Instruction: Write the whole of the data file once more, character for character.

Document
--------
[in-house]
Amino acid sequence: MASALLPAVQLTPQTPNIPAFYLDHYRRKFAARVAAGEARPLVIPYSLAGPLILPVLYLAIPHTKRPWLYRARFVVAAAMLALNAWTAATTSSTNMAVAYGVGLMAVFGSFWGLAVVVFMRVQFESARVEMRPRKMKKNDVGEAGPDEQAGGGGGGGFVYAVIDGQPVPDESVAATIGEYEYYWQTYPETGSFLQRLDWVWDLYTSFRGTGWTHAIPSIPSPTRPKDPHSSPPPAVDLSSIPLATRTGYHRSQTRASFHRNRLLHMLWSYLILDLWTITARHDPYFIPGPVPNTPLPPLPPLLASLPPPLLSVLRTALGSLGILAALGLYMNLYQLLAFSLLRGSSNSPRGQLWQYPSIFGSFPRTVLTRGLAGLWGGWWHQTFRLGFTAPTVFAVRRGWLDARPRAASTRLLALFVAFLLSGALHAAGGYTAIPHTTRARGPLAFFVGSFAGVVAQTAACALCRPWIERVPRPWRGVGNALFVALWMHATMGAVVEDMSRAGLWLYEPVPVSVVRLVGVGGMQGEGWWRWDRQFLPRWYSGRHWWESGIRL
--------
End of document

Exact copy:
[in-house]
Amino acid sequence: MASALLPAVQLTPQTPNIPAFYLDHYRRKFAARVAAGEARPLVIPYSLAGPLILPVLYLAIPHTKRPWLYRARFVVAAAMLALNAWTAATTSSTNMAVAYGVGLMAVFGSFWGLAVVVFMRVQFESARVEMRPRKMKKNDVGEAGPDEQAGGGGGGGFVYAVIDGQPVPDESVAATIGEYEYYWQTYPETGSFLQRLDWVWDLYTSFRGTGWTHAIPSIPSPTRPKDPHSSPPPAVDLSSIPLATRTGYHRSQTRASFHRNRLLHMLWSYLILDLWTITARHDPYFIPGPVPNTPLPPLPPLLASLPPPLLSVLRTALGSLGILAALGLYMNLYQLLAFSLLRGSSNSPRGQLWQYPSIFGSFPRTVLTRGLAGLWGGWWHQTFRLGFTAPTVFAVRRGWLDARPRAASTRLLALFVAFLLSGALHAAGGYTAIPHTTRARGPLAFFVGSFAGVVAQTAACALCRPWIERVPRPWRGVGNALFVALWMHATMGAVVEDMSRAGLWLYEPVPVSVVRLVGVGGMQGEGWWRWDRQFLPRWYSGRHWWESGIRL